Justice Rick Blouin has been involved with PACT since 2000, providing valuable support and guidance through its critical years of development and taking a trailblazing stance in diverting troubled youth from incarceration to rehabilitation. The success of the PACT’s award-winning Life Coaching program for high-risk, repeat young offenders wouldn’t be possible without Justice Blouin.
Habitual Young Offenders Caught in the “Revolving Door” System
In the year 2000, following five years of research, PACT co-founder David Lockett approached then superintendent of police, Bill Blair, with an idea for an innovative rehabilitation program for troubled youth. Encouraged by the idea, Bill Blair referred Rick Blouin to the concept. He was then the assistant crown attorney in charge of the Scarborough youth court, one of the busiest youth courts in Canada.
At the time, Rick saw 60 revolving door, habitual young offenders continually caught in the cycle of being put in youth detention, making progress, being released (usually back into the negative environment that caused the problems) and then quickly re-offending. These 60 youth were responsible for a highly disproportionate portion of the 1700 charges, some with multiple page criminal records. Rick realized that without an effective program to break the cycle, they would soon be caught in the adult criminal justice system for life each, inflicting both massive pain and financial costs to society.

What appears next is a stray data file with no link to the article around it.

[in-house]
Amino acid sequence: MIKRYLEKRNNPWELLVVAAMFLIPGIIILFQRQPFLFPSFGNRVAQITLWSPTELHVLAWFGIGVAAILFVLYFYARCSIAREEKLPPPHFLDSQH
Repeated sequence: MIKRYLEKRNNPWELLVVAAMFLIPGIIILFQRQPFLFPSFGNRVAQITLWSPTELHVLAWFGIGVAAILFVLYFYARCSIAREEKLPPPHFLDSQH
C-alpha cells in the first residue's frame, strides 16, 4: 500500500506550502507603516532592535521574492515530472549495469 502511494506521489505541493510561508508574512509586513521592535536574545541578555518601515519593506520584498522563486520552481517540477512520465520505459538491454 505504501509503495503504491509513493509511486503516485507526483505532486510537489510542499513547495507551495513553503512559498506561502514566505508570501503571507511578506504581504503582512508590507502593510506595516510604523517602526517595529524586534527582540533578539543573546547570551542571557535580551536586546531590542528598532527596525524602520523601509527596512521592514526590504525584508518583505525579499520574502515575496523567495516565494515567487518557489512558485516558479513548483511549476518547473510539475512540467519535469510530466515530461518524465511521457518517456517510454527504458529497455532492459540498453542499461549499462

A Vision to Break the Cycle of Crime, One Youth at a Time
Rick Blouin’s innate understanding of the case profiles of the 1700 charges that were processed through the youth courts each year led to his vision to create a highly targeted re-intergration program for high-risk young offenders that are either on the brink of closed custody or reintegrating out of closed custody. His vision led to the creation of Pact’s award-winning LifePlan Coaching Program.
Rick was soon appointed to the bench as a judge in the Ontario criminal court in Newmarket, ON. It was only fitting that as a judge he referred the first youth into the coaching program. The youth’s name was Les Magyar and at the time, Readers Digest wrote a national feature article that followed Les’ positive transformation over a year that millions of Canadians read. Rick attended Les’ graduation ceremony a year after he referred the troubled youth into the program.
As we look back 15 years later, we recognize that it was Rick Blouin’s insight and confidence that allowed PACT to be the remarkable program it is today.